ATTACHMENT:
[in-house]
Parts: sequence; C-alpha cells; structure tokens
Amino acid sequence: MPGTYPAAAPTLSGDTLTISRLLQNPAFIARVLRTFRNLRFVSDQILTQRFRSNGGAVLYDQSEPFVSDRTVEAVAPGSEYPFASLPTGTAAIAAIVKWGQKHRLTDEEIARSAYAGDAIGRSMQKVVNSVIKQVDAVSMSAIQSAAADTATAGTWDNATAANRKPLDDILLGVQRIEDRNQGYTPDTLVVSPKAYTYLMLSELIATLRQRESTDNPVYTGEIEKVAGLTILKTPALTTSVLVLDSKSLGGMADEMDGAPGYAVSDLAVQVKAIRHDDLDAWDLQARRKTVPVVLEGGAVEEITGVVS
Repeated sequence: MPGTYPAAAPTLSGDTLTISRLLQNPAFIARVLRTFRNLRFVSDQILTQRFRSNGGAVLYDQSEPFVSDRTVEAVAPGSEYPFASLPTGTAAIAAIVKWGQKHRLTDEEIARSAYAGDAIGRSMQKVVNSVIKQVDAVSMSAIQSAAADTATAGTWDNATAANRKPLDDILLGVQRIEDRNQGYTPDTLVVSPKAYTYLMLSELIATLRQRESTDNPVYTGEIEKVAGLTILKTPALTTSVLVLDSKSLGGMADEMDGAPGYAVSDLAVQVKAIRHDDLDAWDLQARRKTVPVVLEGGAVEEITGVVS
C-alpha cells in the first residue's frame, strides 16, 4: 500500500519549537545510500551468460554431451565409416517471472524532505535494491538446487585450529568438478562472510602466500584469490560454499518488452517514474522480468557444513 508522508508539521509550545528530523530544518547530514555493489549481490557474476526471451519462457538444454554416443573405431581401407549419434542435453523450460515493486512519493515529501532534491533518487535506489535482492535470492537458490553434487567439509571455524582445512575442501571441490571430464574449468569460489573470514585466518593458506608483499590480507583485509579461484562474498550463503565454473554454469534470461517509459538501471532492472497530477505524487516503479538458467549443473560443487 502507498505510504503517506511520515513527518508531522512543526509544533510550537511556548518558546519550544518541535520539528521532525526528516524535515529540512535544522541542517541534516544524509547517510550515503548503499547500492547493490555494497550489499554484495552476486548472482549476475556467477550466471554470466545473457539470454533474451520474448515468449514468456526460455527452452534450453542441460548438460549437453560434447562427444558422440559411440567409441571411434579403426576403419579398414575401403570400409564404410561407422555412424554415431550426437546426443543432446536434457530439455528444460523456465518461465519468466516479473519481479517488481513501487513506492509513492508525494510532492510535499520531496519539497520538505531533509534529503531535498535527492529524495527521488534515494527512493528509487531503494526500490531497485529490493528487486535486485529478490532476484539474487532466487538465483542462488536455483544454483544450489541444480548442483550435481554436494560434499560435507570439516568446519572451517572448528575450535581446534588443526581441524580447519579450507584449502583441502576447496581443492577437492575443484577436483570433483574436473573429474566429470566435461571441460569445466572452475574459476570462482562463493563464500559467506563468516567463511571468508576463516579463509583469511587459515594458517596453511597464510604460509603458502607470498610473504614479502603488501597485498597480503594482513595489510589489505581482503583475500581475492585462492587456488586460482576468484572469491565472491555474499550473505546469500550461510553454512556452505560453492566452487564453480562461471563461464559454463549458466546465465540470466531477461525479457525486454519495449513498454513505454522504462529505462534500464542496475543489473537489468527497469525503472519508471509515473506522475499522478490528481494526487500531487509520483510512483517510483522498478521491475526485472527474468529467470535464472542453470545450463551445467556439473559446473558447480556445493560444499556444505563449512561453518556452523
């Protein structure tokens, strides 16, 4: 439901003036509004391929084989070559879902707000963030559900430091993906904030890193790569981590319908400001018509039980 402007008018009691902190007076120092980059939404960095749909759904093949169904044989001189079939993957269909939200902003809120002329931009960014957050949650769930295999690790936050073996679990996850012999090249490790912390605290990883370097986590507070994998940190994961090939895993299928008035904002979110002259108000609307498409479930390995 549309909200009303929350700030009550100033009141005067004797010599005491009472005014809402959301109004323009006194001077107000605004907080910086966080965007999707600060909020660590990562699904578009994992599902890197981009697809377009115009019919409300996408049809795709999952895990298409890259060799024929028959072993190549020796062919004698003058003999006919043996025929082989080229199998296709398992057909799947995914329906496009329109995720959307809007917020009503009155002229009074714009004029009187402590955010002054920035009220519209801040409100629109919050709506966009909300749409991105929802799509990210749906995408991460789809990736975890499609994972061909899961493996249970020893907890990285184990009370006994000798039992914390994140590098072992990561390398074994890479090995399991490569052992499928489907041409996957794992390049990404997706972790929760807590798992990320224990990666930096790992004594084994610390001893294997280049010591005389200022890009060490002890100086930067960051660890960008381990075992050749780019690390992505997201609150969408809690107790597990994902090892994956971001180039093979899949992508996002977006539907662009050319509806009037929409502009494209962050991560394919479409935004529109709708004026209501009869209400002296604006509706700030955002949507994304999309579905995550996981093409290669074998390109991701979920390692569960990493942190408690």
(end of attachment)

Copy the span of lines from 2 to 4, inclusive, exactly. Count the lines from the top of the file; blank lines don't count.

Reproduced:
Parts: sequence; C-alpha cells; structure tokens
Amino acid sequence: MPGTYPAAAPTLSGDTLTISRLLQNPAFIARVLRTFRNLRFVSDQILTQRFRSNGGAVLYDQSEPFVSDRTVEAVAPGSEYPFASLPTGTAAIAAIVKWGQKHRLTDEEIARSAYAGDAIGRSMQKVVNSVIKQVDAVSMSAIQSAAADTATAGTWDNATAANRKPLDDILLGVQRIEDRNQGYTPDTLVVSPKAYTYLMLSELIATLRQRESTDNPVYTGEIEKVAGLTILKTPALTTSVLVLDSKSLGGMADEMDGAPGYAVSDLAVQVKAIRHDDLDAWDLQARRKTVPVVLEGGAVEEITGVVS
Repeated sequence: MPGTYPAAAPTLSGDTLTISRLLQNPAFIARVLRTFRNLRFVSDQILTQRFRSNGGAVLYDQSEPFVSDRTVEAVAPGSEYPFASLPTGTAAIAAIVKWGQKHRLTDEEIARSAYAGDAIGRSMQKVVNSVIKQVDAVSMSAIQSAAADTATAGTWDNATAANRKPLDDILLGVQRIEDRNQGYTPDTLVVSPKAYTYLMLSELIATLRQRESTDNPVYTGEIEKVAGLTILKTPALTTSVLVLDSKSLGGMADEMDGAPGYAVSDLAVQVKAIRHDDLDAWDLQARRKTVPVVLEGGAVEEITGVVS